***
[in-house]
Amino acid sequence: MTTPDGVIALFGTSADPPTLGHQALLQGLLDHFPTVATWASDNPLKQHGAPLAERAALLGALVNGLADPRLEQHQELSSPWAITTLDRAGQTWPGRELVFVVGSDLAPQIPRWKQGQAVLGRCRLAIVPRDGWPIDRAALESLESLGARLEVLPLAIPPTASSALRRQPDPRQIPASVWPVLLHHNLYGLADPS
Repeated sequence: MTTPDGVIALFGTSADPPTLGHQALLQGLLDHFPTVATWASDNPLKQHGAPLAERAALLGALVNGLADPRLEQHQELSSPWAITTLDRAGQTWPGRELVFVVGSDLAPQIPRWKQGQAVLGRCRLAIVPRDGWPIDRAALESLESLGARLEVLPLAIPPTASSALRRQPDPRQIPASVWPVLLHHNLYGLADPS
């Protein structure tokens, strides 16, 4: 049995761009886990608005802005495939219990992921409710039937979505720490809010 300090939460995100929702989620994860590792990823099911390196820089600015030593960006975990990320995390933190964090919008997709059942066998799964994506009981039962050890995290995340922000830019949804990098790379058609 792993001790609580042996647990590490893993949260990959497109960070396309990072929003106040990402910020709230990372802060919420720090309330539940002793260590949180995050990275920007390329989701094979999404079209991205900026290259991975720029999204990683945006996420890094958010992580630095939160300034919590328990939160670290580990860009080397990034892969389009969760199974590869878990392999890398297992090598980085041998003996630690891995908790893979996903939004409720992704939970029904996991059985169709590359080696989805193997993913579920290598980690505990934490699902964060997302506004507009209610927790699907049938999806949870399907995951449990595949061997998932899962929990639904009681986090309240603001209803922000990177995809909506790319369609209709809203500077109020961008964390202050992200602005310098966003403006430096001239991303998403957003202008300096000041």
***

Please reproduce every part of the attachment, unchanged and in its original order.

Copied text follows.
[in-house]
Amino acid sequence: MTTPDGVIALFGTSADPPTLGHQALLQGLLDHFPTVATWASDNPLKQHGAPLAERAALLGALVNGLADPRLEQHQELSSPWAITTLDRAGQTWPGRELVFVVGSDLAPQIPRWKQGQAVLGRCRLAIVPRDGWPIDRAALESLESLGARLEVLPLAIPPTASSALRRQPDPRQIPASVWPVLLHHNLYGLADPS
Repeated sequence: MTTPDGVIALFGTSADPPTLGHQALLQGLLDHFPTVATWASDNPLKQHGAPLAERAALLGALVNGLADPRLEQHQELSSPWAITTLDRAGQTWPGRELVFVVGSDLAPQIPRWKQGQAVLGRCRLAIVPRDGWPIDRAALESLESLGARLEVLPLAIPPTASSALRRQPDPRQIPASVWPVLLHHNLYGLADPS
């Protein structure tokens, strides 16, 4: 049995761009886990608005802005495939219990992921409710039937979505720490809010 300090939460995100929702989620994860590792990823099911390196820089600015030593960006975990990320995390933190964090919008997709059942066998799964994506009981039962050890995290995340922000830019949804990098790379058609 792993001790609580042996647990590490893993949260990959497109960070396309990072929003106040990402910020709230990372802060919420720090309330539940002793260590949180995050990275920007390329989701094979999404079209991205900026290259991975720029999204990683945006996420890094958010992580630095939160300034919590328990939160670290580990860009080397990034892969389009969760199974590869878990392999890398297992090598980085041998003996630690891995908790893979996903939004409720992704939970029904996991059985169709590359080696989805193997993913579920290598980690505990934490699902964060997302506004507009209610927790699907049938999806949870399907995951449990595949061997998932899962929990639904009681986090309240603001209803922000990177995809909506790319369609209709809203500077109020961008964390202050992200602005310098966003403006430096001239991303998403957003202008300096000041």